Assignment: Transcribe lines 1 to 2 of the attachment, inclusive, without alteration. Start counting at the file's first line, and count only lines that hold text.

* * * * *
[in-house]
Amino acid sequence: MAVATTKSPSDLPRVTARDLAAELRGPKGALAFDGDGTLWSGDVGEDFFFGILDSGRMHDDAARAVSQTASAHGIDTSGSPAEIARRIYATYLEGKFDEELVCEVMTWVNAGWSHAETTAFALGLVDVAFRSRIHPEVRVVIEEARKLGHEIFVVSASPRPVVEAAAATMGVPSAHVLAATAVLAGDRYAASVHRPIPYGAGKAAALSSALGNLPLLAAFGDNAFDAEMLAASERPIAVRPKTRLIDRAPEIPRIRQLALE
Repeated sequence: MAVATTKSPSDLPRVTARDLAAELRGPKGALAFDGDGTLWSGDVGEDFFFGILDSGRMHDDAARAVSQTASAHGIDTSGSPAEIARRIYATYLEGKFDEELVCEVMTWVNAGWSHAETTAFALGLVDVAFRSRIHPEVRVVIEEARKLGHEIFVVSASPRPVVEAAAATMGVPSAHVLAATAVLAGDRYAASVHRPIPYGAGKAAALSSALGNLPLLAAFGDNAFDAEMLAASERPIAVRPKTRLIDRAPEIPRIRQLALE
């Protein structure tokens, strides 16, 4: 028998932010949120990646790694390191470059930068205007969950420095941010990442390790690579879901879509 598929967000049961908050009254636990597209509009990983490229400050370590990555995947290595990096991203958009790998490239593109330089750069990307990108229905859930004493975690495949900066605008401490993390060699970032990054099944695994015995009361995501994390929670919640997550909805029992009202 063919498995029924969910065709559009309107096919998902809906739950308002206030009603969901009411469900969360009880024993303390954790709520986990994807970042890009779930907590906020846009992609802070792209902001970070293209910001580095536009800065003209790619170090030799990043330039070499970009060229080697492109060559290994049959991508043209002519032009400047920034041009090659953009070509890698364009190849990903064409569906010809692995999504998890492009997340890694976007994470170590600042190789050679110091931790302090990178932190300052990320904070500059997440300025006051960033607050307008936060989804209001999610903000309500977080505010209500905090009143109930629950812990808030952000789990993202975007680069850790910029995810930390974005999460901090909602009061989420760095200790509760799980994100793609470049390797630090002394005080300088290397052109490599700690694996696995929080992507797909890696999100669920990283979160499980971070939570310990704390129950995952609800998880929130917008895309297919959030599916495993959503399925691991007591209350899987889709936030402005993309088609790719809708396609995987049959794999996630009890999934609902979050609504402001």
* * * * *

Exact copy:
[in-house]
Amino acid sequence: MAVATTKSPSDLPRVTARDLAAELRGPKGALAFDGDGTLWSGDVGEDFFFGILDSGRMHDDAARAVSQTASAHGIDTSGSPAEIARRIYATYLEGKFDEELVCEVMTWVNAGWSHAETTAFALGLVDVAFRSRIHPEVRVVIEEARKLGHEIFVVSASPRPVVEAAAATMGVPSAHVLAATAVLAGDRYAASVHRPIPYGAGKAAALSSALGNLPLLAAFGDNAFDAEMLAASERPIAVRPKTRLIDRAPEIPRIRQLALE